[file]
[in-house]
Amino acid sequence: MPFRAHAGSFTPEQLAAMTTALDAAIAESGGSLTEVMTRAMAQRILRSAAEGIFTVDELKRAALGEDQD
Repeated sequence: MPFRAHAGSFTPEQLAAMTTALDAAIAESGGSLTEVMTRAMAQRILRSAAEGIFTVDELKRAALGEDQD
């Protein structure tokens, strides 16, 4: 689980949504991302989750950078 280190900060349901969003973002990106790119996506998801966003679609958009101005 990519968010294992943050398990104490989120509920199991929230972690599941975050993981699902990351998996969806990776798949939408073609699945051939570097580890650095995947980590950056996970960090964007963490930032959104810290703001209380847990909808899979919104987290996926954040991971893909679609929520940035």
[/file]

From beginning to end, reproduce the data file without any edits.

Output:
[in-house]
Amino acid sequence: MPFRAHAGSFTPEQLAAMTTALDAAIAESGGSLTEVMTRAMAQRILRSAAEGIFTVDELKRAALGEDQD
Repeated sequence: MPFRAHAGSFTPEQLAAMTTALDAAIAESGGSLTEVMTRAMAQRILRSAAEGIFTVDELKRAALGEDQD
């Protein structure tokens, strides 16, 4: 689980949504991302989750950078 280190900060349901969003973002990106790119996506998801966003679609958009101005 990519968010294992943050398990104490989120509920199991929230972690599941975050993981699902990351998996969806990776798949939408073609699945051939570097580890650095995947980590950056996970960090964007963490930032959104810290703001209380847990909808899979919104987290996926954040991971893909679609929520940035």